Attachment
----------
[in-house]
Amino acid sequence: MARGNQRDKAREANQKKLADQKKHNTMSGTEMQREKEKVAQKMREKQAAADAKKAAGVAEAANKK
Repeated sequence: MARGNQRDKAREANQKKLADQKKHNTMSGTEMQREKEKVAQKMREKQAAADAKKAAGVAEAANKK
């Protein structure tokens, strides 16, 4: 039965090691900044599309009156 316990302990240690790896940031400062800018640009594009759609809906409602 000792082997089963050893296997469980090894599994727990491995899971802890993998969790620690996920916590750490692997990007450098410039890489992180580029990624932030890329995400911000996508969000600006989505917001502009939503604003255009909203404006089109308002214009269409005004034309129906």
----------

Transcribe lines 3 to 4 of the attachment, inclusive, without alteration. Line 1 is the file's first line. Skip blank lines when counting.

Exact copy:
Repeated sequence: MARGNQRDKAREANQKKLADQKKHNTMSGTEMQREKEKVAQKMREKQAAADAKKAAGVAEAANKK
């Protein structure tokens, strides 16, 4: 039965090691900044599309009156 316990302990240690790896940031400062800018640009594009759609809906409602 000792082997089963050893296997469980090894599994727990491995899971802890993998969790620690996920916590750490692997990007450098410039890489992180580029990624932030890329995400911000996508969000600006989505917001502009939503604003255009909203404006089109308002214009269409005004034309129906």